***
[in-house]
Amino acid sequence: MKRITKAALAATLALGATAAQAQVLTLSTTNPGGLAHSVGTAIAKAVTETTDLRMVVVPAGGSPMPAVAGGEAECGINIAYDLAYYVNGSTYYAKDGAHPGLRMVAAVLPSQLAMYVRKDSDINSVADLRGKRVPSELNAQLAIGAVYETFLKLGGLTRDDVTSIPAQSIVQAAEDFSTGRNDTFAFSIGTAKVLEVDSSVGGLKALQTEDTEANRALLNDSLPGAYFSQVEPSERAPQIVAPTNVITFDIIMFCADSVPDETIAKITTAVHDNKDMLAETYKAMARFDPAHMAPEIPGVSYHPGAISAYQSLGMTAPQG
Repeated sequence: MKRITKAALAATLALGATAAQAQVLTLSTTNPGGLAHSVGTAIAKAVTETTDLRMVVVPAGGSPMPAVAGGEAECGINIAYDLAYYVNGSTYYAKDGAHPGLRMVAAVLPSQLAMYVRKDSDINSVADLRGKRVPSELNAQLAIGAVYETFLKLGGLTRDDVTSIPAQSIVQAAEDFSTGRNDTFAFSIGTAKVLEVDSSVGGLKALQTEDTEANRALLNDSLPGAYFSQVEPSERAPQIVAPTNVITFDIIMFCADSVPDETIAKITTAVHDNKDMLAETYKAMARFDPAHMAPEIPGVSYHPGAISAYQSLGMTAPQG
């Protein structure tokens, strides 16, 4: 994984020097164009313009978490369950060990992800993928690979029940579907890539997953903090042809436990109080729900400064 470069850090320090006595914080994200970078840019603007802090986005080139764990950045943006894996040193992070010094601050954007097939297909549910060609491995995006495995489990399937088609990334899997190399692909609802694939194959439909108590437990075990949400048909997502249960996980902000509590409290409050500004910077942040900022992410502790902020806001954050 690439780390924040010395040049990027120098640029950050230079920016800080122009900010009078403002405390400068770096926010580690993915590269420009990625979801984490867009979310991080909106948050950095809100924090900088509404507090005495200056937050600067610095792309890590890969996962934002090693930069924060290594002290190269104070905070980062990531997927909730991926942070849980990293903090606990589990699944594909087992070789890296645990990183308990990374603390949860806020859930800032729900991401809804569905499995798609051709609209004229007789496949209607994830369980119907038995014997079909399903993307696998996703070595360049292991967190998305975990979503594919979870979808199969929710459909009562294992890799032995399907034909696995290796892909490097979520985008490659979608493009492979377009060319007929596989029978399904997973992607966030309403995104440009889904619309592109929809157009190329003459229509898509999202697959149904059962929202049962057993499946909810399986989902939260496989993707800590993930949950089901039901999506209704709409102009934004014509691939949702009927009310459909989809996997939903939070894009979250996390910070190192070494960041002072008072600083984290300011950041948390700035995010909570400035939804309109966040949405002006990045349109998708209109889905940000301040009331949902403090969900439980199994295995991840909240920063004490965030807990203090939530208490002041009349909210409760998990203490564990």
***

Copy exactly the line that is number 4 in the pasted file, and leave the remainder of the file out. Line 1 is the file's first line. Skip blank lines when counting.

């Protein structure tokens, strides 16, 4: 994984020097164009313009978490369950060990992800993928690979029940579907890539997953903090042809436990109080729900400064 470069850090320090006595914080994200970078840019603007802090986005080139764990950045943006894996040193992070010094601050954007097939297909549910060609491995995006495995489990399937088609990334899997190399692909609802694939194959439909108590437990075990949400048909997502249960996980902000509590409290409050500004910077942040900022992410502790902020806001954050 690439780390924040010395040049990027120098640029950050230079920016800080122009900010009078403002405390400068770096926010580690993915590269420009990625979801984490867009979310991080909106948050950095809100924090900088509404507090005495200056937050600067610095792309890590890969996962934002090693930069924060290594002290190269104070905070980062990531997927909730991926942070849980990293903090606990589990699944594909087992070789890296645990990183308990990374603390949860806020859930800032729900991401809804569905499995798609051709609209004229007789496949209607994830369980119907038995014997079909399903993307696998996703070595360049292991967190998305975990979503594919979870979808199969929710459909009562294992890799032995399907034909696995290796892909490097979520985008490659979608493009492979377009060319007929596989029978399904997973992607966030309403995104440009889904619309592109929809157009190329003459229509898509999202697959149904059962929202049962057993499946909810399986989902939260496989993707800590993930949950089901039901999506209704709409102009934004014509691939949702009927009310459909989809996997939903939070894009979250996390910070190192070494960041002072008072600083984290300011950041948390700035995010909570400035939804309109966040949405002006990045349109998708209109889905940000301040009331949902403090969900439980199994295995991840909240920063004490965030807990203090939530208490002041009349909210409760998990203490564990």